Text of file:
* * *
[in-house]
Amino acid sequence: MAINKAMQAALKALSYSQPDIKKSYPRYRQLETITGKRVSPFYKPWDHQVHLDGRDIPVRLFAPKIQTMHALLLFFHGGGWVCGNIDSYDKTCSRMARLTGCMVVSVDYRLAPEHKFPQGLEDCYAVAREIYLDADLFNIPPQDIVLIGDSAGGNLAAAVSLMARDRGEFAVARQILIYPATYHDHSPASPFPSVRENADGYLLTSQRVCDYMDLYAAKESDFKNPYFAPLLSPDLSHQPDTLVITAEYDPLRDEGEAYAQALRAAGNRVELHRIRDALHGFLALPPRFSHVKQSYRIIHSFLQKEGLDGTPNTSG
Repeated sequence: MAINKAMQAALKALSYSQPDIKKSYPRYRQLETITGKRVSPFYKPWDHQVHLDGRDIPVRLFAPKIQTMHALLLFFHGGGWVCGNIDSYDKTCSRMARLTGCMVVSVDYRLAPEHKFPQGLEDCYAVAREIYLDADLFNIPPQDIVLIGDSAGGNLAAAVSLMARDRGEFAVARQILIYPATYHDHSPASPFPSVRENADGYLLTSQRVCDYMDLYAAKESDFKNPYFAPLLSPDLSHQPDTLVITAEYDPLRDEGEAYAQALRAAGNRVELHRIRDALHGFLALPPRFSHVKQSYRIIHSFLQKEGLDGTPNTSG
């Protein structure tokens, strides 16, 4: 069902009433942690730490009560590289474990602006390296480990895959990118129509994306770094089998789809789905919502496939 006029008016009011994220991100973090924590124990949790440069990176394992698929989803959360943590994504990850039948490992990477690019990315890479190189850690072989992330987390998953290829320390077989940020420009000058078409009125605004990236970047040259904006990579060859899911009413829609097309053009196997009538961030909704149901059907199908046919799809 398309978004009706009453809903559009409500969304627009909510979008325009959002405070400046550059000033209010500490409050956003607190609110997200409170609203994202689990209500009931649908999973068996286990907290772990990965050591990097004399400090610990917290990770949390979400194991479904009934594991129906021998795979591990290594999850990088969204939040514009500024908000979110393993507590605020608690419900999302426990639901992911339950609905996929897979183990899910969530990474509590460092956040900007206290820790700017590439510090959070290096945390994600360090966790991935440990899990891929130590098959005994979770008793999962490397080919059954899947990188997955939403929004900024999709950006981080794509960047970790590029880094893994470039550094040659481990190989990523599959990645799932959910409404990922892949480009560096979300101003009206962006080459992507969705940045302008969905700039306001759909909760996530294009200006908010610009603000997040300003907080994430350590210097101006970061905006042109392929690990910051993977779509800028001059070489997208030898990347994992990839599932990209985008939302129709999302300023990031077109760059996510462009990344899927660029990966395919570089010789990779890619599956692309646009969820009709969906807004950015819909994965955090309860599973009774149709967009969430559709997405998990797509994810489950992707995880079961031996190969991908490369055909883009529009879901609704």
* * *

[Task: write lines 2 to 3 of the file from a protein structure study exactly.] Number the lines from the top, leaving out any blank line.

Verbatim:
Amino acid sequence: MAINKAMQAALKALSYSQPDIKKSYPRYRQLETITGKRVSPFYKPWDHQVHLDGRDIPVRLFAPKIQTMHALLLFFHGGGWVCGNIDSYDKTCSRMARLTGCMVVSVDYRLAPEHKFPQGLEDCYAVAREIYLDADLFNIPPQDIVLIGDSAGGNLAAAVSLMARDRGEFAVARQILIYPATYHDHSPASPFPSVRENADGYLLTSQRVCDYMDLYAAKESDFKNPYFAPLLSPDLSHQPDTLVITAEYDPLRDEGEAYAQALRAAGNRVELHRIRDALHGFLALPPRFSHVKQSYRIIHSFLQKEGLDGTPNTSG
Repeated sequence: MAINKAMQAALKALSYSQPDIKKSYPRYRQLETITGKRVSPFYKPWDHQVHLDGRDIPVRLFAPKIQTMHALLLFFHGGGWVCGNIDSYDKTCSRMARLTGCMVVSVDYRLAPEHKFPQGLEDCYAVAREIYLDADLFNIPPQDIVLIGDSAGGNLAAAVSLMARDRGEFAVARQILIYPATYHDHSPASPFPSVRENADGYLLTSQRVCDYMDLYAAKESDFKNPYFAPLLSPDLSHQPDTLVITAEYDPLRDEGEAYAQALRAAGNRVELHRIRDALHGFLALPPRFSHVKQSYRIIHSFLQKEGLDGTPNTSG